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Introduction to the Cereals & Europe Focus Issue

Brijs, Kristof, Pareyt, Bram
Cereal chemistry 2014 v.91 no.4 pp. 309
antioxidant activity, baking quality, biopolymers, biotechnology, bread dough, carboxylic ester hydrolases, celiac disease, dietary fiber, digestion, durum wheat, evolution, fermentation, food chemistry, food processing, food production, gastrointestinal system, genotype-environment interaction, gluten, health promotion, high pressure treatment, human health, hypersensitivity, ingredients, microorganisms, milling byproducts, phenolic acids, public speaking, shelf life, sodium chloride, steaming, structure-activity relationships, washing, wheat bran, wheat flour, whole grain flour, Belgium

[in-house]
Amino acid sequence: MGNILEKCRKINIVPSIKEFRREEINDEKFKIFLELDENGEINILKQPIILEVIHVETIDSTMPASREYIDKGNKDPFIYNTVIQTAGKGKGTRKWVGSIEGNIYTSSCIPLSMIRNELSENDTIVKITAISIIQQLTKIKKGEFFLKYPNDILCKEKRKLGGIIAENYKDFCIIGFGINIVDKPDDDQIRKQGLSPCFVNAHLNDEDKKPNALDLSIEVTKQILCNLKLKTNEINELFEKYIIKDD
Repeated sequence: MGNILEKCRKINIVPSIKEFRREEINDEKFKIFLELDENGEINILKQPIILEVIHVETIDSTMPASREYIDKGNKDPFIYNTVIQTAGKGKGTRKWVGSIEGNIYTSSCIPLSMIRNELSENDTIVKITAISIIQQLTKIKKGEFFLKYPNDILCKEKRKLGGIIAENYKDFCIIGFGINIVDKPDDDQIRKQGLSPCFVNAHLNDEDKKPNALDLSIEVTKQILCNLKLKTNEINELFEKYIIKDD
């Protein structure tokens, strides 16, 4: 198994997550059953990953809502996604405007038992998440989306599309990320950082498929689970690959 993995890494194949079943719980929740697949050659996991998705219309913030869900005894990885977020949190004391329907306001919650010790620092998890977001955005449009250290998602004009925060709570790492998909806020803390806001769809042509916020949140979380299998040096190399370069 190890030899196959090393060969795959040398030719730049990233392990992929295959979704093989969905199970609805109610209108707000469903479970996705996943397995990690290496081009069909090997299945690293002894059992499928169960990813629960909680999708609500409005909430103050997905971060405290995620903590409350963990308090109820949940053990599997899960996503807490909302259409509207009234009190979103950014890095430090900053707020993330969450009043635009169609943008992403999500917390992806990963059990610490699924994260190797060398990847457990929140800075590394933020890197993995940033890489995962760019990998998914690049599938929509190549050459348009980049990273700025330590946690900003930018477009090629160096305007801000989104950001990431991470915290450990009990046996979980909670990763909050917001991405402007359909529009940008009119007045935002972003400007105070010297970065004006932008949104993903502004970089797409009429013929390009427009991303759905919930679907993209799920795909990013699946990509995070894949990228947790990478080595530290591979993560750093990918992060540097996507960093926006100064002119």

In May 2013, the Laboratory of Food Chemistry and Biochemistry, KU Leuven, organized the 4th Cereals & Europe Spring Meeting in the university's hometown Leuven, Belgium. The C&E Spring Meeting was endorsed by AACC International and its European Section, Cereals & Europe, and partially sponsored by key companies such as platinum-level sponsor Puratos, gold-level sponsors Chopin Technologies, CSM, DSM, DuPont, Kellogg, and Perten Instruments, and silver-level sponsors Bühler, Cargill, Megazyme, Nestlé, and Novozymes. It was attended by more than 200 cereal scientists and technologists from 24 countries representing both academia and industry.The C&E Spring Meeting's theme was “Unlocking the Full Potential of Cereals: Challenges for Science Based Innovation.” The program, hence, focused on different aspects of cereals related to corporate challenges and new technologies, which were explored during 55 oral presentations and 56 poster presentations and reflected in six major session topics: cereal biotechnology; cereal constituents and ingredients; cereal-based food production and processing; structure–function relationships; analytical aspects; and nutritional aspects of cereal-based foods, food processing, and ingredients.There is obviously great potential in exploiting cereals as a tool to address the challenges of science-based innovation. One of these challenges is reflected in the interest of today's consumers in the relationship between food and health. Here, genetic and molecular approaches can be used to improve both the content and composition of health-promoting constituents in cereals.Other challenges the industry faces include increased incidence and/or diagnosis of celiac disease, wheat allergies, and gluten sensitivity. Not surprisingly, the quest for alternative cereals, ingredients, and products that meet the needs of consumers facing these intolerances, allergies, or sensitivities is ongoing and becomes more and more important. Alternatively, thoroughly understanding the changes in cereal constituents and ingredients during food production and processing as well as their structure–function relationships will allow cereal scientists to alter their properties. This, in turn, will provide a means of meeting new nutritional, structural, and textural criteria. Examples include the challenges associated with increasing the amount of dietary fiber in a formulation, replacing gluten with other proteins, and improving the eating characteristics of both fresh and stored (as a result of improved shelf life) products. Understanding the structural and textural properties and relating them to (often biopolymer) constituent and ingredient properties present some interesting challenges. However, there is more to the story than this. Modern cereal research ends neither at the moment at which food products are produced nor at the moment at which their properties have been analyzed. It also digs further into and focuses increasingly on what happens to foods and their constituents within the gastrointestinal tract. By doing so, cereal research increasingly aims at catching sight of the direct relationship between food, food digestion, and human health.Despite advances in each of the aforementioned topics, significant challenges in cereal research still need to be addressed. In doing so, cereal researchers in both academia and industry should keep in mind that consumer demands are constantly changing.We here have selected six peer-reviewed papers from the 2013 C&E Spring Meeting:Effects of Genotype and Environment on Phenolic Acids Content and Total Antioxidant Capacity in Durum Wheat. D. Martini, F. Taddei, I. Nicoletti, R. Ciccoritti, D. Corradini, and M. G. D'EgidioEffect of High-Pressure Processing on the Features of Wheat Milling By-products. A. Marti, A. Barbiroli, F. Bonomi, A. Brutti, S. Iametti, M. Marengo, M. Miriani, and M. A. PaganiEffect of Wheat Grain Steaming and Washing on Lipase Activity in Whole Grain Flour. J. L. De Almeida, B. Pareyt, L. R. Gerits, and J. A. DelcourUltrasonic Characterization of Unyeasted Bread Dough of Different Sodium Chloride Concentrations. F. Koksel, A. Strybulevych, J. H. Page, and M. G. ScanlonCorrelation of Quality Parameters with the Baking Performance of Wheat Flours. S. M. Thanhaeuser, H. Wieser, and P. KoehlerStudy of the Chemical Changes and Evolution of Microbiota During Sourdoughlike Fermentation of Wheat Bran. F. Manini, M. Brasca, C. Plumed-Ferrer, S. Morandi, D. Erba, and M. C. CasiraghiThe papers included in this focus issue demonstrate that the 2013 C&E Spring Meeting brought together multidisciplinary perspectives. We hope that they can serve as a basis for further discussions between cereal researchers from both academia and industry and help them to fully unlock the potential of cereals to address the present corporate challenges to science-based innovation.We thank all of the speakers, attendees, session chairs, sponsors, participants, and team members of the Laboratory of Food Chemistry and Biochemistry.Click on Current Issues on left and then July/August 2014 to view the six articles noted above. (From the Mobile site, go to the July/August 2014 issue.)